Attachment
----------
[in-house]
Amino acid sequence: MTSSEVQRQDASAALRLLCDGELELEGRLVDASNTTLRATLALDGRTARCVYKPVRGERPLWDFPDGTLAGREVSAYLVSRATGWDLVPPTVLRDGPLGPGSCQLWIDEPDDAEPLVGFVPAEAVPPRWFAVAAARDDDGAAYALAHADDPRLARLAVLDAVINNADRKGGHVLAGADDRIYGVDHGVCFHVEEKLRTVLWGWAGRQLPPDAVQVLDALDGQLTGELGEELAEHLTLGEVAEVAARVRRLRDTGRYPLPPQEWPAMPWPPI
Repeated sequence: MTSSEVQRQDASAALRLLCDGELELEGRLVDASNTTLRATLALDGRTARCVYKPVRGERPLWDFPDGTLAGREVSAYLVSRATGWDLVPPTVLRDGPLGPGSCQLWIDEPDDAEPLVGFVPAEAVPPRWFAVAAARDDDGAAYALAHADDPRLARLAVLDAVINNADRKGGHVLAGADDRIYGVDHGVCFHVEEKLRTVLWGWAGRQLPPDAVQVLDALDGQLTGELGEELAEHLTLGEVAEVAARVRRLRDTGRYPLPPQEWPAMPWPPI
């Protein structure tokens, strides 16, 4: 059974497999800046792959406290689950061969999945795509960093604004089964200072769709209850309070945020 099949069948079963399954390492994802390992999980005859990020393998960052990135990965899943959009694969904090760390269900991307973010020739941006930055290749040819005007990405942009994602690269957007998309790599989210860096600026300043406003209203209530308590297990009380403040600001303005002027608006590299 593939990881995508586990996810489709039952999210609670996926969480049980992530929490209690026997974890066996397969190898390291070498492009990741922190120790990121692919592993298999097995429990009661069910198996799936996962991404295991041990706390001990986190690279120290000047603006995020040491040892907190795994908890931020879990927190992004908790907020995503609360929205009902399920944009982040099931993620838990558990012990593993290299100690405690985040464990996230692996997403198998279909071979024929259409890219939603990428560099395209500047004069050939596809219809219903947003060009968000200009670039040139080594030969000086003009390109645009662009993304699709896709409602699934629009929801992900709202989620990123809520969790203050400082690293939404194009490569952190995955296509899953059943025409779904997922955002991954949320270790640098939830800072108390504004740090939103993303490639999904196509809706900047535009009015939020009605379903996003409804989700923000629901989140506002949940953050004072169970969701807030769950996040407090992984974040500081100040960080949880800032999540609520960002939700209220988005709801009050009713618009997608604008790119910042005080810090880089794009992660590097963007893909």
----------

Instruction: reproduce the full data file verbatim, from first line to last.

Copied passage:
[in-house]
Amino acid sequence: MTSSEVQRQDASAALRLLCDGELELEGRLVDASNTTLRATLALDGRTARCVYKPVRGERPLWDFPDGTLAGREVSAYLVSRATGWDLVPPTVLRDGPLGPGSCQLWIDEPDDAEPLVGFVPAEAVPPRWFAVAAARDDDGAAYALAHADDPRLARLAVLDAVINNADRKGGHVLAGADDRIYGVDHGVCFHVEEKLRTVLWGWAGRQLPPDAVQVLDALDGQLTGELGEELAEHLTLGEVAEVAARVRRLRDTGRYPLPPQEWPAMPWPPI
Repeated sequence: MTSSEVQRQDASAALRLLCDGELELEGRLVDASNTTLRATLALDGRTARCVYKPVRGERPLWDFPDGTLAGREVSAYLVSRATGWDLVPPTVLRDGPLGPGSCQLWIDEPDDAEPLVGFVPAEAVPPRWFAVAAARDDDGAAYALAHADDPRLARLAVLDAVINNADRKGGHVLAGADDRIYGVDHGVCFHVEEKLRTVLWGWAGRQLPPDAVQVLDALDGQLTGELGEELAEHLTLGEVAEVAARVRRLRDTGRYPLPPQEWPAMPWPPI
């Protein structure tokens, strides 16, 4: 059974497999800046792959406290689950061969999945795509960093604004089964200072769709209850309070945020 099949069948079963399954390492994802390992999980005859990020393998960052990135990965899943959009694969904090760390269900991307973010020739941006930055290749040819005007990405942009994602690269957007998309790599989210860096600026300043406003209203209530308590297990009380403040600001303005002027608006590299 593939990881995508586990996810489709039952999210609670996926969480049980992530929490209690026997974890066996397969190898390291070498492009990741922190120790990121692919592993298999097995429990009661069910198996799936996962991404295991041990706390001990986190690279120290000047603006995020040491040892907190795994908890931020879990927190992004908790907020995503609360929205009902399920944009982040099931993620838990558990012990593993290299100690405690985040464990996230692996997403198998279909071979024929259409890219939603990428560099395209500047004069050939596809219809219903947003060009968000200009670039040139080594030969000086003009390109645009662009993304699709896709409602699934629009929801992900709202989620990123809520969790203050400082690293939404194009490569952190995955296509899953059943025409779904997922955002991954949320270790640098939830800072108390504004740090939103993303490639999904196509809706900047535009009015939020009605379903996003409804989700923000629901989140506002949940953050004072169970969701807030769950996040407090992984974040500081100040960080949880800032999540609520960002939700209220988005709801009050009713618009997608604008790119910042005080810090880089794009992660590097963007893909």